Dartmouth College, one of the many schools grappling with a publicity-unfriendly campus sexual assault problem, has unveiled a new plan to "address harmful behavior" by students. A cornerstone of that plan involves banning hard liquor from campus parties. The administration is also strongly suggesting that the school's Greek system needs to shape up or face extinction.
Dartmouth has been laying out some heavy PR campaigning regarding their sexual assault problem since roughly this time last year; they, like dozens of other schools, are being investigated by the U.S. Department of Education for alleged violations of Title IX. They've also gotten a slew of bad headlines as a result of their Greek system, after former frat bro Andrew Lohse wrote an embarrassing book about the frenzied and super gross hazing that went on during his time there.
In a press release today, Phil Hanlon, the school's president, announced what he's calling Moving Dartmouth Forward. The full plan, which you can see here, includes several steps to create a "safer and healthier campus," including the introduction of a "a comprehensive and mandatory four-year sexual violence prevention and education program for students," a first-responder training program for faculty and staff, and the creation of an online "Consent Manual," which outlines different scenarios and what the potential punishment could be. The idea of the manual, as the publicity materials put it, is "to reduce ambiguity about what is acceptable and what is not."
The alcohol ban is the piece of this plan that's laid out the most clearly:
To truly create a safe environment—and one that is advantageous to learning—we will also have to tackle the challenge of excessive drinking. Dartmouth will take the lead among colleges and universities in eliminating hard alcohol on campus. Dartmouth's new alcohol policy for students will prohibit the possession or consumption of "hard alcohol" (i.e., alcohol that is 30 proof or higher) on campus by individuals, including those over the legal drinking age, and by Dartmouth College-recognized organizations. In addition, we will ask that the entire campus community follow suit and not serve hard alcohol at college-sponsored events and be role models for the healthy consumption of alcohol.
The key to the successful implementation of any policy change is a clear path for enforcement.
To this end, we will require third-party security and bartenders for social events. We will also increase penalties for students found in possession of hard alcohol, especially for those students who purchase and provide alcohol to minors.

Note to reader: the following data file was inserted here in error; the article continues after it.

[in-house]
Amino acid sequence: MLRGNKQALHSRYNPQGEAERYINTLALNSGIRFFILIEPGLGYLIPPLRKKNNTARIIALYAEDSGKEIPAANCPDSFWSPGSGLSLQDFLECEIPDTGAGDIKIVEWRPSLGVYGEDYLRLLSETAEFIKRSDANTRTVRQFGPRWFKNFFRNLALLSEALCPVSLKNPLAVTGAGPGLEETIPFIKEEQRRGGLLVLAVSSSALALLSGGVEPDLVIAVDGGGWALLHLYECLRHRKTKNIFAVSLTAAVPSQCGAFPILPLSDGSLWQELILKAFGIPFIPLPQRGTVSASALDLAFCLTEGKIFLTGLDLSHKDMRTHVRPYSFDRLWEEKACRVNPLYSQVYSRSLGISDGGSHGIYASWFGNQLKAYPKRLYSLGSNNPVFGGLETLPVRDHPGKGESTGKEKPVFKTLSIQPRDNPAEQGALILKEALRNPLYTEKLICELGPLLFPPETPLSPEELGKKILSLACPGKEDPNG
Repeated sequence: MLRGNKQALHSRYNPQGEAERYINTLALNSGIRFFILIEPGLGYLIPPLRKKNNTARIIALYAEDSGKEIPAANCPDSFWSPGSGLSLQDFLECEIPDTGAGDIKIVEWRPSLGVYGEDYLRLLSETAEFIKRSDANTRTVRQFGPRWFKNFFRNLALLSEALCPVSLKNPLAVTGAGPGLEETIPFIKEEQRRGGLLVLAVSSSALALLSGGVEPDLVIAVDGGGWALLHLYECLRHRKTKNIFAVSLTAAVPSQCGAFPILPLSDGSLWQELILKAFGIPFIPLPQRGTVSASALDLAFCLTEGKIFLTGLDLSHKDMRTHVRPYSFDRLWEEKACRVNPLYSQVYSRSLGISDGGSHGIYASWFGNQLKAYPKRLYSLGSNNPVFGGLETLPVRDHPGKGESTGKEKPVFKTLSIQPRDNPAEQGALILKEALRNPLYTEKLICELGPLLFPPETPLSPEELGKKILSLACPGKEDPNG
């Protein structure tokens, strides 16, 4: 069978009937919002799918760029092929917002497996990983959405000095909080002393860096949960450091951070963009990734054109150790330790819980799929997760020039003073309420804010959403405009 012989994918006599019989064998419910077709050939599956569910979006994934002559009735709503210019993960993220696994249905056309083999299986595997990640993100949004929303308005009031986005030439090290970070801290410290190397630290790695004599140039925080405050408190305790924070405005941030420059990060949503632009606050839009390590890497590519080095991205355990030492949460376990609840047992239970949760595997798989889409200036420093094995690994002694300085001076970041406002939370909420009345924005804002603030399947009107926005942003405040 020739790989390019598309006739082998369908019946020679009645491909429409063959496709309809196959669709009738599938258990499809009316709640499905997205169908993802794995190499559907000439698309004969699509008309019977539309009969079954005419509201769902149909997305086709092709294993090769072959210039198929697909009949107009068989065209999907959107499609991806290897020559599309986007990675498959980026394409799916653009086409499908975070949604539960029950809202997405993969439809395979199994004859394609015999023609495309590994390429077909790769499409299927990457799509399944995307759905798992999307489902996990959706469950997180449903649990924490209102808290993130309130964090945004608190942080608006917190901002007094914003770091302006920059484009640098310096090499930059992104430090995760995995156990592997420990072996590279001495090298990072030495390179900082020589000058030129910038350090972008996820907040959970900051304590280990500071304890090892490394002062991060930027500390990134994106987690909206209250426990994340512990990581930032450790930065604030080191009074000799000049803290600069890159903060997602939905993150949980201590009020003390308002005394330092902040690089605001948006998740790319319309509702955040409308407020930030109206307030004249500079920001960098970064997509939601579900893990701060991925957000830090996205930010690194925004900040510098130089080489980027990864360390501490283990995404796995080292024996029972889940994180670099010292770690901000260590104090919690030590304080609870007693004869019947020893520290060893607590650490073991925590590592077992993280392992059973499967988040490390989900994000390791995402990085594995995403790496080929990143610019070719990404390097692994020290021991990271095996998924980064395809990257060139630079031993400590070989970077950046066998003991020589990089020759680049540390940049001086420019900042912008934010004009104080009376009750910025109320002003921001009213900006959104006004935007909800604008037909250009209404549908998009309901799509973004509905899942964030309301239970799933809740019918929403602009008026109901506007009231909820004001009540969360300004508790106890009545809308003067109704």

The plan also speaks sharply and directly to the Greek system on campus, telling them they'll have to work harder to root out "extreme behavior." Fraternities and sororities will be required to eliminate "pledge or probationary periods," and must now have an active faculty sponsor and alumni board. In addition, Hanlon adds, if there are no signs of improvement, the Greek system could be eliminated entirely:
Of course, we are also quite aware that past promises and plans for reform generated by Greek organizations have not always led to substantive and lasting changes. If, in the next three to five years, the Greek system does not engage in meaningful and lasting reform, and we are unsuccessful in sharply curbing harmful behaviors, we will need to revisit the system's continuation on our campus.
In addition, Hanlon has also pledged to "to increase the rigor of the academic experience," on campus, including "curbing grade inflation."
An organization of students and alumni called DartmouthChange has been calling for years for the school to better address sexual assault and harassment. Last night they put out a statement saying, in effect, that the new plan is a step and a gesture, and for now that'll have to be good enough:
Although we are disappointed the College didn't act on our long-standing recommendation to form an independent commission of experts, we look forward to tomorrow's announcement. Regardless of the recommendations' content, we view the initiative as a recognition of significant problems on campus — and that's a step forward.
It's worth noting that banning hard liquor has been tried elsewhere, with little success. At Notre Dame, for example, an alcohol ban meant that the parties, and the binge-drinking, simply moved off-campus.
Image via Josue Mendivil/Flickr